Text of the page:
fallen arches shoes

Non Surgical Treatment

Treatment of flat feet by a fully educated, trained, and licensed podiatrist should be sought if the previously mentioned pain in the foot or knee areas start to surface and becomes a painful problem. Depending on the cause and exact type of the condition, a variety of forms of treatment may be prescribed. Verification of the exact cause and type of flat feet that each individual has, should only be handled by a professional podiatrist. Often times, the actual treatment method will include some form of arch support or light gymnastic style exercise. In rare cases, something more involved may be necessary, but only your skilled podiatrist would be able to accurately make that determination. If you suffer from flat feet, plantar fasciitis, or any other form of problematic foot condition, we encourage you to contact a foot clinic today and potentially rid yourself of that problem in virtually no time at all.

Surgical Treatment

Adult Acquired Flat Feet

Fallen arches may occur with deformities of the foot bones. Tarsal coalition is a congenital condition in which the bones of the foot do not separate from one another during development in the womb. A child with tarsal coalition exhibits a rigid flat foot, which can be painful, notes the patient information website eOrthopod. Surgery may prove necessary to separate the bones. Other foot and ankle conditions that cause fallen arches may also require surgery if noninvasive treatments fail to alleviate pain and restore normal function.

After Care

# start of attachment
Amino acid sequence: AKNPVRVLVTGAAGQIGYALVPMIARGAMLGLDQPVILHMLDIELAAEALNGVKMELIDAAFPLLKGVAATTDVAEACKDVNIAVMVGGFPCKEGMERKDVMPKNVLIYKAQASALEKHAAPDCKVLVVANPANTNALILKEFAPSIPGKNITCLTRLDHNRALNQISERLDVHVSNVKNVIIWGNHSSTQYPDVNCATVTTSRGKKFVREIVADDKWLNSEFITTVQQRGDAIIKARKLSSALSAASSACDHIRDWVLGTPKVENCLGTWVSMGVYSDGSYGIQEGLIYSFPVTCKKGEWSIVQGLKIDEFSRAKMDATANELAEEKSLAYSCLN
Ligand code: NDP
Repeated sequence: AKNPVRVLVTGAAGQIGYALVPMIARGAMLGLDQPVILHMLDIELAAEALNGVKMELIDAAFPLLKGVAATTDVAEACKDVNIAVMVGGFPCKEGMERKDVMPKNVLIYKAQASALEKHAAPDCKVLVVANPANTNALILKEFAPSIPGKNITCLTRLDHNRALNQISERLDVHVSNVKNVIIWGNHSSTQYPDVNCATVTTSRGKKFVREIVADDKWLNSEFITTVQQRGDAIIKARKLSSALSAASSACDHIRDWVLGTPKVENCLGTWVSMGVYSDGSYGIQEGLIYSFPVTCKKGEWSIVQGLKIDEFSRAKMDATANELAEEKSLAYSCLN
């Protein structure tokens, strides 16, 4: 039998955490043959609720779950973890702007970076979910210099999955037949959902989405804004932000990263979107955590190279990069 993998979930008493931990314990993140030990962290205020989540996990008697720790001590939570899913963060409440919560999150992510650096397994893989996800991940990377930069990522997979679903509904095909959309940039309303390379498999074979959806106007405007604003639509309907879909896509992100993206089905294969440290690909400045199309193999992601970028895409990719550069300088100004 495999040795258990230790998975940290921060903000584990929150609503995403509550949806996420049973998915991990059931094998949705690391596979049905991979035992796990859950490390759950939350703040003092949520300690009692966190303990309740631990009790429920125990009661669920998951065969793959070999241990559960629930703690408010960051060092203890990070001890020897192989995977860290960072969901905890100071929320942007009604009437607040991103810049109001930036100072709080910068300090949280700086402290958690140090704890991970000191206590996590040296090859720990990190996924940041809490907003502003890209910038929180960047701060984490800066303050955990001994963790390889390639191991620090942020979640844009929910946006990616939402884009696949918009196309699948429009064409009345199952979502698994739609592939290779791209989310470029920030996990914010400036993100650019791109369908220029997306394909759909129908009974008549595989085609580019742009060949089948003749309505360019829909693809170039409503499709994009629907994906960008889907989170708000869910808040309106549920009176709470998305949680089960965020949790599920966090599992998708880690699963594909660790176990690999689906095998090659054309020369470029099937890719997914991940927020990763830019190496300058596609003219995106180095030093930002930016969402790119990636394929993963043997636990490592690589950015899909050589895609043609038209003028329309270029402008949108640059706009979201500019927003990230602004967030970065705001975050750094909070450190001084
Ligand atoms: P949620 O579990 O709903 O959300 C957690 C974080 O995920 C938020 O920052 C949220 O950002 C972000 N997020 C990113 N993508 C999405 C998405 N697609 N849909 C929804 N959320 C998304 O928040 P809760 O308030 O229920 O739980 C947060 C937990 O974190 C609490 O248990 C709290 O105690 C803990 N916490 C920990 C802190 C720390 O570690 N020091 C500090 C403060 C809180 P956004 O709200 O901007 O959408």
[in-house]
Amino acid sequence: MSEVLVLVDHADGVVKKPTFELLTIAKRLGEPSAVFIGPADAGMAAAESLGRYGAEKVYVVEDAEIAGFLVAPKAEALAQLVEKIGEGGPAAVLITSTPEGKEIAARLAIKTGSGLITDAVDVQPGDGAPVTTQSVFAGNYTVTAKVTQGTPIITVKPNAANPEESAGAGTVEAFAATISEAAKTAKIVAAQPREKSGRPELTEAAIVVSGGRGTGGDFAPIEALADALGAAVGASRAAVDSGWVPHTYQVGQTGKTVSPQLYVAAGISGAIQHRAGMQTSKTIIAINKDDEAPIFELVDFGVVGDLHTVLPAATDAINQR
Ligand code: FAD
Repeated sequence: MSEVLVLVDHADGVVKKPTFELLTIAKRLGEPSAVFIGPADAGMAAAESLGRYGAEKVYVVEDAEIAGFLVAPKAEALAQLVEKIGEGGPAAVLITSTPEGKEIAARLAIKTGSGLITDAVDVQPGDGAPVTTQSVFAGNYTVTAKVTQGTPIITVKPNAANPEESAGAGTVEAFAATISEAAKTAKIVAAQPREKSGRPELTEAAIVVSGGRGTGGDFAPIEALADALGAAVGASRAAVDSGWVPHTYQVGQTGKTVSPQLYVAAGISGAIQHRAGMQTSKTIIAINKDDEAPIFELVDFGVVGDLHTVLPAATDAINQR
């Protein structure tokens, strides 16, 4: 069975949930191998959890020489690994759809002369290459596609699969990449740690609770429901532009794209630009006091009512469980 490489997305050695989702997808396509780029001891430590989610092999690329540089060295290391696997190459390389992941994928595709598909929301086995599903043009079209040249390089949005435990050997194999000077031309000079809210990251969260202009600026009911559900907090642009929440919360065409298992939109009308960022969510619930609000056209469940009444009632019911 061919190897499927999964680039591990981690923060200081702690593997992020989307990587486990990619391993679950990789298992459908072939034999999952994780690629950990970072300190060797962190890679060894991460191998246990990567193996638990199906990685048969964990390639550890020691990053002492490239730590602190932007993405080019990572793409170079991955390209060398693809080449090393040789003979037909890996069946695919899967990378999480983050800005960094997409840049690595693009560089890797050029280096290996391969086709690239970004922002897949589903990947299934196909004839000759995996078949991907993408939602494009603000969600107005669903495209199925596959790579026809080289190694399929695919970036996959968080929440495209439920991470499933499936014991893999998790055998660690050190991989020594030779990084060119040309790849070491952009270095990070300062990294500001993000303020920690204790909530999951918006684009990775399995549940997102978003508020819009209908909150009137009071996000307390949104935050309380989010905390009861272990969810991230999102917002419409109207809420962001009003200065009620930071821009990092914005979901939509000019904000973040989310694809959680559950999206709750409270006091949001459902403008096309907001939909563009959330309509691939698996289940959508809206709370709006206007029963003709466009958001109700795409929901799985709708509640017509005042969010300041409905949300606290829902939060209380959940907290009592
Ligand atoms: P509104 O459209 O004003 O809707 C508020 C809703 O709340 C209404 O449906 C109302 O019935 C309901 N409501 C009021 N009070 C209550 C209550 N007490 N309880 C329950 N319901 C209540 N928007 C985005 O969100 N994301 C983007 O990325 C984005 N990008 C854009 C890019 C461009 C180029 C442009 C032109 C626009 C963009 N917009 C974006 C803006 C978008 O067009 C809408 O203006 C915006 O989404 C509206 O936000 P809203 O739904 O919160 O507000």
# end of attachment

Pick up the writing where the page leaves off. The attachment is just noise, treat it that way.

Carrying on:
Patients may go home the day of surgery or they may require an overnight hospital stay. The leg will be placed in a splint or cast and should be kept elevated for the first two weeks. At that point, sutures are removed. A new cast or a removable boot is then placed. It is important that patients do not put any weight on the corrected foot for six to eight weeks following the operation. Patients may begin bearing weight at eight weeks and usually progress to full weightbearing by 10 to 12 weeks. For some patients, weightbearing requires additional time. After 12 weeks, patients commonly can transition to wearing a shoe. Inserts and ankle braces are often used. Physical therapy may be recommended. There are complications that relate to surgery in general. These include the risks associated with anesthesia, infection, damage to nerves and blood vessels, and bleeding or blood clots. Complications following flatfoot surgery may include wound breakdown or nonunion (incomplete healing of the bones). These complications often can be prevented with proper wound care and rehabilitation. Occasionally, patients may notice some discomfort due to prominent hardware. Removal of hardware can be done at a later time if this is an issue. The overall complication rates for flatfoot surgery are low.